We all love our kids, but sometimes they can drive us up the wall. Sometimes, it takes a sticker or a cookie to get them to sit still long enough for you to get through a dentist appointment or a trip to the grocery store.
If you’re lucky enough to have kids that behave without the need for any extra treats or rewards, this is not the article for you. Feel free to stick around, but don’t be snarky in the comments.
How can you use rewards to help your kids behave? Here are some of my favorite tricks that I’ve picked up over the years.
Figure Out What You’re Giving Rewards For
Before you start stocking up on gold star stickers, your first step is to figure out what you’re giving rewards for. Are you trying to help encourage good behavior while discouraging, if not punishing, bad behavior? Are you trying to help your kids develop good habits like brushing their teeth or showering every day? Your ultimate goal will help to determine what kind of rewards you’re going to give, how often you give them, and what sort of behavior qualifies for a reward.
You don’t have to make all your decisions now. Just start laying the foundation for how you’re going to design your reward program.
Material vs. Social Rewards
When you’re deciding on rewards, it’s important to understand the difference between material and social rewards. Material rewards include anything you can gift to your child in exchange for their good behavior. This could be anything from those golden star stickers I mentioned a moment ago, to a new stuffed animal, a cookie, or extra screen time to play their favorite game.
Social rewards include those non-material rewards that you can give your children. Things like affection and praise don’t cost anything but can have an incredible effect on their behavior. Other rewards, like trips to the park or the zoo, might cost a little more but are still considered social rewards.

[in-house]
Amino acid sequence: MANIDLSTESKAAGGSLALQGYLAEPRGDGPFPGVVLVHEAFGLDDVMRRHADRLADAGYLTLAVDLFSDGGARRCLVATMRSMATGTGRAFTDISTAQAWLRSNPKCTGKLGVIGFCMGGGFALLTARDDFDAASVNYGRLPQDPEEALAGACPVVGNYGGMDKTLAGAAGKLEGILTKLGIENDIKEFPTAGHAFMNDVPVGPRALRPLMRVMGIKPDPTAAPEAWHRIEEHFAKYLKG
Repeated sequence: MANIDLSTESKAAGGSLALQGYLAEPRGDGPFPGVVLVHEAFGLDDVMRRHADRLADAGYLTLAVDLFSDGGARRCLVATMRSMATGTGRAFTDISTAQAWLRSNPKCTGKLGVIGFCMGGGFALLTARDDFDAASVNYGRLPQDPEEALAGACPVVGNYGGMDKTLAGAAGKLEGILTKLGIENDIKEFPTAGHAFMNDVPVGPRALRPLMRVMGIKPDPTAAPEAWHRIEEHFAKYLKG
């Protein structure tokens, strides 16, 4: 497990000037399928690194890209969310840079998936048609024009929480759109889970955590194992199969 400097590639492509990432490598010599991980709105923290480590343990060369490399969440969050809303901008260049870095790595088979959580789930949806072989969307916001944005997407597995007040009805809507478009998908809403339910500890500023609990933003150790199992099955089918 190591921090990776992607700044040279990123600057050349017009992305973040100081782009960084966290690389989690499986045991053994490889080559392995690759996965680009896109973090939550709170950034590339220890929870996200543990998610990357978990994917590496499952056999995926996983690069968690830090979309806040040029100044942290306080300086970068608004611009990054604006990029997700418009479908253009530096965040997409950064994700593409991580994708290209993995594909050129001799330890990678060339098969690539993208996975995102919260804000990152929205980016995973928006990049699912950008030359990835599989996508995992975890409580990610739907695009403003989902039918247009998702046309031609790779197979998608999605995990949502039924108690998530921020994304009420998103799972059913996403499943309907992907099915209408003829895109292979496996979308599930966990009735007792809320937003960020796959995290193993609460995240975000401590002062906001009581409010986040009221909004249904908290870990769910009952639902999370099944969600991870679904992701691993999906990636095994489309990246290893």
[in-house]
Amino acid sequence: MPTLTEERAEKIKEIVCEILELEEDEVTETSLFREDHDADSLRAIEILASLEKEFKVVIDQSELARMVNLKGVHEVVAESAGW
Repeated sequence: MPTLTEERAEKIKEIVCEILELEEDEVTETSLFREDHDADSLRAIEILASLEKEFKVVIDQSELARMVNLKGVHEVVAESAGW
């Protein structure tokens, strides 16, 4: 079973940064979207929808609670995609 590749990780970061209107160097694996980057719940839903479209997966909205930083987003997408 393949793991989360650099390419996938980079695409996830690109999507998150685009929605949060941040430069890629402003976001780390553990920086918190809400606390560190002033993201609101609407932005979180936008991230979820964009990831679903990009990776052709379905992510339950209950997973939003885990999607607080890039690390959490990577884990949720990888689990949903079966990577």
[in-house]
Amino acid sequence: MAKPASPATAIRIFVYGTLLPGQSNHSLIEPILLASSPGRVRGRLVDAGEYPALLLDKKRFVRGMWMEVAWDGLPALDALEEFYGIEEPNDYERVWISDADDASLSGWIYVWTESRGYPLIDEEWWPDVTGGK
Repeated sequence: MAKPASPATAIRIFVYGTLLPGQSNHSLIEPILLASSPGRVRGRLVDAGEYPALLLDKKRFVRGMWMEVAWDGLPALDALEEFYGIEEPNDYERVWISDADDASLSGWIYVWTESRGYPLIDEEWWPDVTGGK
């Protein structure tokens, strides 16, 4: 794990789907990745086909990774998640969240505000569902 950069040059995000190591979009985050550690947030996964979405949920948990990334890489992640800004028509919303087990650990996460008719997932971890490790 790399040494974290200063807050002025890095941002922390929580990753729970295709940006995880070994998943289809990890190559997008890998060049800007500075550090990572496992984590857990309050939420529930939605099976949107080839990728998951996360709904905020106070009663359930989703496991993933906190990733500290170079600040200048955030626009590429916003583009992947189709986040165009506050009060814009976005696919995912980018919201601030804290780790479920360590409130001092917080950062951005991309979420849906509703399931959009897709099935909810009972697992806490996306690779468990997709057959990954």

Only Reinforce Good Behavior
Learning which behavior to reward and which to ignore can be challenging. As a parent, we’re making this up as we go and what works for our first kids might not work for the second. The trick is to start paying closer attention so you can notice good behavior — and reward it — even when they’re not expecting it. Instead of diving into the Instagram rabbit hole when they give you a moment’s peace — which can be incredibly tempting — pay closer attention to when they’re behaving well and reward it.
It’s a delicate balancing act and one that you’ll have to develop and modify as you go. Be patient and flexible.
Cater Your Plan for Each Child
Remember how I said that what works for one child won’t work for the next? You may have one child that lives and breathes in stickers and stuffed animals and one that can’t stand the thought of using stickers, and prefers video games or spending time outside. If you try to treat the first one to a trip to the park, or the second to a new pack of stickers, it’s not going to be nearly as effective.
Be prepared to adjust each child’s reward plan as their likes and hobbies change. This month, one child might be obsessed with Spongebob, but next month the little square dude is the worst thing in the world. You know how fickle kids can be. Change things up as often as necessary to ensure that your rewards stay effective.
Use Rewards to Build Good Habits
Your reward program isn’t just good to help ensure good behavior. It can also be a useful tool for helping your children build good habits. Things, like brushing their teeth every night or taking a shower, or putting their dirty clothes in the hamper, are all habits that they’re going to need to learn anyway. Including them in the good behavior to be rewarded category helps to make your life a little bit easier, because you’re essentially killing two birds with one stone.
If you’re using your rewards to build habits, make sure you’re focusing on one habit at a time. It takes time to build a habit, but you might be surprised how little time it takes before they stop asking for rewards and just keep up with their habits without thinking about them.
There are plenty of articles out there that look down on the idea of using rewards to help get your kids to behave but try looking at it a little differently. Are you more likely to go to the gym if you have to, or if there’s some sort of incentive? Maybe there’s a step competition going in the office or there’s some monetary reward for working out three days a week. Whatever the case, that incentive will make you more likely to get that workout in. Over time, those weekly workouts start to become a habit, and you don’t have the incentive as much anymore. Reward programs for your kids work the same way.